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by G. Christopher Williams

30 Mar 2011


Just like any game, conversation can be a pleasure, but you need to consider a few basic rules, boundaries, and the like in order to effectively achieve goals—for one, not alienating the other “players”.

Which is one of the things that I like about the Dragon Age series, its ability to integrate having a conversation into the gaming experience itself.  While Bioware’s other series, like Mass Effect, also create a game-like quality to conversation itself, that other series tends to isolate conversation, favoring developing relationships with characters on a one-on-one basis.

by G. Christopher Williams

16 Mar 2011


Madcap isn’t a descriptive word that I use very often, but it certainly applies to Radical Dog’s The Man with the Invisible Trousers.

From the opening menu, in which you can choose from options like “Play” or “Don’t Play,” it’s obvious that tautology informs the game in terms of both its randomized narrative as well as its absurd physics, one thing matters about as much as another.

by G. Christopher Williams

9 Mar 2011

Tell Me a Story by
Aerawen-Vanhouten

It has become a kind of self deprecatory mantra of the games criticism community: video games generally don’t tell very good stories.  Which is true.  And we need to stop saying it.

Heard of that medium called the movies?  Yeah, most of them are terrible. 

Heard of film critics?  Those guys know that movies are generally pretty lousy, but they don’t talk about it all the time, nor do they apologize for it.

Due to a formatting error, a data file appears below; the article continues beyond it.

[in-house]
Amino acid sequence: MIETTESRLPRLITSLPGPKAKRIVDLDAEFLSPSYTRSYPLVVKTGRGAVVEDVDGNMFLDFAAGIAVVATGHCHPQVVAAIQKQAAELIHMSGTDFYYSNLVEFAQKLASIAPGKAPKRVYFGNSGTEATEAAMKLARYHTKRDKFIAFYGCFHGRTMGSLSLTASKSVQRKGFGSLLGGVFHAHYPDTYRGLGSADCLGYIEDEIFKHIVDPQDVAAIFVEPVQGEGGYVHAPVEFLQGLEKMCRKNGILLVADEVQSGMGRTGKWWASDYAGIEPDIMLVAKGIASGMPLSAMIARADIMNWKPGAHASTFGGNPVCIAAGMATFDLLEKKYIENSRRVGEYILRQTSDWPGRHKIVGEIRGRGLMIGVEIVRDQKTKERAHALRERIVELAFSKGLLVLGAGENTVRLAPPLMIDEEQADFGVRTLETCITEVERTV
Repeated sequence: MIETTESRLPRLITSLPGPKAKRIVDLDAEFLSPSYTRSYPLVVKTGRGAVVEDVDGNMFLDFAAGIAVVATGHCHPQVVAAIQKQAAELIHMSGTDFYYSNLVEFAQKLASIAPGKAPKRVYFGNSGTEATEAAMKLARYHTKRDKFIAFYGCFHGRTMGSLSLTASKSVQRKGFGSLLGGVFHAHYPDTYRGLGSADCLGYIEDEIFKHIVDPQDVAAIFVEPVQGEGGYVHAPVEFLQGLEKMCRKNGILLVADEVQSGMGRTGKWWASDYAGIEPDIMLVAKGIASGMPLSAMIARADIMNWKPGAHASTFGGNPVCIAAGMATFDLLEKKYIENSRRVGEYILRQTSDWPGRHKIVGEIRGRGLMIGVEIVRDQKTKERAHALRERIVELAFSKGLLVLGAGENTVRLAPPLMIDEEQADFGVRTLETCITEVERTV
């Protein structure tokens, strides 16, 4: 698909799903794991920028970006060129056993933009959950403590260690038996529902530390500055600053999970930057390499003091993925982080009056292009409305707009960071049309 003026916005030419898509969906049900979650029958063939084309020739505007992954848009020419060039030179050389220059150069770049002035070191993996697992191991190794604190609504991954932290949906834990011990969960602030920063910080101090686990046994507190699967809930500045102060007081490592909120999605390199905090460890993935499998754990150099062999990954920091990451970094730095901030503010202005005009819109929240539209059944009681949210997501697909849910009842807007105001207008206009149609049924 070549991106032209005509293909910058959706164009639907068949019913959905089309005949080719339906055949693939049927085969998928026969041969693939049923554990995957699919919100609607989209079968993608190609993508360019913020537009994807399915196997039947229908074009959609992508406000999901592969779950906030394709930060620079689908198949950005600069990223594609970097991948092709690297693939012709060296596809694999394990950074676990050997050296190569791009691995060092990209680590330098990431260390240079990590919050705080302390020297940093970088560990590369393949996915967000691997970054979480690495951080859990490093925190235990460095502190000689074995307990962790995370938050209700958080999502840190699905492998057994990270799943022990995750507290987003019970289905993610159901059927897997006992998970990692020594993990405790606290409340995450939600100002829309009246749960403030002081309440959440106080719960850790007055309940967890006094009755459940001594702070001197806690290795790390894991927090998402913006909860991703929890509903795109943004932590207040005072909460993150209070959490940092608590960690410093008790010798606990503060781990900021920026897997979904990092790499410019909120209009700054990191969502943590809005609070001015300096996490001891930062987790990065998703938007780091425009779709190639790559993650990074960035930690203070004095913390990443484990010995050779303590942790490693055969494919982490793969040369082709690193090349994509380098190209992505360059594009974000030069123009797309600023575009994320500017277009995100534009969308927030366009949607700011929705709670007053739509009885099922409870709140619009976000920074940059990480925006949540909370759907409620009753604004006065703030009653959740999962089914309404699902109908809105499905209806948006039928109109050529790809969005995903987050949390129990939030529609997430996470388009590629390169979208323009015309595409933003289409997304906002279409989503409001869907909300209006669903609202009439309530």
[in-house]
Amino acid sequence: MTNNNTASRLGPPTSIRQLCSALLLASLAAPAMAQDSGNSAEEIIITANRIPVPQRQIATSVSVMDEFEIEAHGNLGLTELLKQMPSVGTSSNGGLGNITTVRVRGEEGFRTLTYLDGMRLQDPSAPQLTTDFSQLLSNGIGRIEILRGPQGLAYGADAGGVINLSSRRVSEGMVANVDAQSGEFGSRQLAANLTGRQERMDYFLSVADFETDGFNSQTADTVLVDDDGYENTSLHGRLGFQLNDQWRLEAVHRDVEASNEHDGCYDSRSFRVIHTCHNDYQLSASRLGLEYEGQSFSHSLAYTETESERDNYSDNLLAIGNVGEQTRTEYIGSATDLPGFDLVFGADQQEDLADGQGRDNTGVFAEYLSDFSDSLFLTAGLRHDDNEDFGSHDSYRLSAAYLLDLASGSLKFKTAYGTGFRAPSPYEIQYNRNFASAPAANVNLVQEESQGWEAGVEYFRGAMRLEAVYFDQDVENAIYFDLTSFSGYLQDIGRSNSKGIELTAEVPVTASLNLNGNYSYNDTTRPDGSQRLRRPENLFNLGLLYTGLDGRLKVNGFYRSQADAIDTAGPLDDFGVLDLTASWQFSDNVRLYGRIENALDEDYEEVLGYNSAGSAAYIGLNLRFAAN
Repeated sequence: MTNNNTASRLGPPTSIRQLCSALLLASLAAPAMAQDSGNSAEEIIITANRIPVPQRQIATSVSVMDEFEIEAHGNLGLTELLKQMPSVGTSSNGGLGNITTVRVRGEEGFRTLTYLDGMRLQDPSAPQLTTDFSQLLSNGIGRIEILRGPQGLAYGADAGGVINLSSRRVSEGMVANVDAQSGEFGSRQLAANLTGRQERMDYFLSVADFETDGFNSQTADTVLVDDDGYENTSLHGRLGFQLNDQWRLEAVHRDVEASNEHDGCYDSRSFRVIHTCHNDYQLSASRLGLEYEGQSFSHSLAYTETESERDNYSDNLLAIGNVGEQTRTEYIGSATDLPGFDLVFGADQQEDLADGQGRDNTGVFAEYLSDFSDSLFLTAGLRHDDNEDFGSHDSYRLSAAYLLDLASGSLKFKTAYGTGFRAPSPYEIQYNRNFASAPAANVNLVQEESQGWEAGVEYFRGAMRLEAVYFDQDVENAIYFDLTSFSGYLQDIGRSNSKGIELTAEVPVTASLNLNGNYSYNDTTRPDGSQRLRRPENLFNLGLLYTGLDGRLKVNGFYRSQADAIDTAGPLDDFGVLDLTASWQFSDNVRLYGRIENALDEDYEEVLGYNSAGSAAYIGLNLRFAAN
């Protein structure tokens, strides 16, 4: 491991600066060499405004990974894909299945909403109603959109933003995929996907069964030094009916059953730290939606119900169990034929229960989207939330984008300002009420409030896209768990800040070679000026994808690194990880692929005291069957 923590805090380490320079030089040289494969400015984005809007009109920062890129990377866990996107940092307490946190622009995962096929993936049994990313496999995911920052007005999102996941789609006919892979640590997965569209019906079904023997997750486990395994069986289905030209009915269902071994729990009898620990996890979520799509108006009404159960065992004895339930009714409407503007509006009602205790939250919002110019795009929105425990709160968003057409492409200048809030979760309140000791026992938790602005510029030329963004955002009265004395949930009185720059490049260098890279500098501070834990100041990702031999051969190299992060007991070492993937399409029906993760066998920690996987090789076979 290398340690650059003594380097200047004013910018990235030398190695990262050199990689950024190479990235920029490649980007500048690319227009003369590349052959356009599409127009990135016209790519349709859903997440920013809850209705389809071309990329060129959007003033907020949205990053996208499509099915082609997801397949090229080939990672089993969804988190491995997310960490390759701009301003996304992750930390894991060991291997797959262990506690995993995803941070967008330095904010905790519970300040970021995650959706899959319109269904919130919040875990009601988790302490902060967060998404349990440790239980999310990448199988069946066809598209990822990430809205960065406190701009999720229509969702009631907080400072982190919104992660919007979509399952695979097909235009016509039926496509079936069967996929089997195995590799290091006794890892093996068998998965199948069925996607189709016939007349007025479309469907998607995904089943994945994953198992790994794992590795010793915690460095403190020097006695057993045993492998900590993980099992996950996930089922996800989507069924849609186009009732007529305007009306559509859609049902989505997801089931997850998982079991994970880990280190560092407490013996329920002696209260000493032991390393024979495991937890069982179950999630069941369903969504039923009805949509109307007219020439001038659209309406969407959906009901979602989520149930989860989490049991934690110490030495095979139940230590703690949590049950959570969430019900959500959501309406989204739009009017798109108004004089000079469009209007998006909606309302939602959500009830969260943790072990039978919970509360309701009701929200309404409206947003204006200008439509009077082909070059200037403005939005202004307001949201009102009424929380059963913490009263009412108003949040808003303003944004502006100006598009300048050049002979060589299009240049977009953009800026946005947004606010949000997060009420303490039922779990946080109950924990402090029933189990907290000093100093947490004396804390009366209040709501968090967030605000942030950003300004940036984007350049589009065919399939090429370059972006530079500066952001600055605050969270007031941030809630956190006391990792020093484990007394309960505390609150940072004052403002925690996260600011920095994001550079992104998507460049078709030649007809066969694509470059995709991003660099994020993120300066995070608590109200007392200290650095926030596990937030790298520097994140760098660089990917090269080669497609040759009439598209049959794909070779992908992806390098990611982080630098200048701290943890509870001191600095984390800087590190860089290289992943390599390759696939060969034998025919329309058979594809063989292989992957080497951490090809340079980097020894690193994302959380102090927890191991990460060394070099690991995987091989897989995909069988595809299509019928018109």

by G. Christopher Williams

2 Mar 2011


If Bulletstorm is intended to be deliberately stupid, it really needs to get a whole lot stupider.

When I first saw some gameplay teasers of Bulletstorm coming out of E3, all I could really think was, “Man, that game is fast.”  Images of wanton violence from a first person perspective is, of course, not anything all that unique, but the frenetic quality of the action, mixed with more than just bullets flying, but bodies being whipped, kicked, exploded, and sometimes all three at once with such fluidity and rapidity seemed fresh and kind of amazing to watch.

by G. Christopher Williams

23 Feb 2011


Economies are based on need. Need leads to demand. And what can be more needful than addiction?

The historical and social context of economics simulator High Tea is pretty precisely clarified in its opening text, which describes the circumstances surrounding the game: “1830, Britain is in the grip of a mass addiction to a foreign drug. TEA!”

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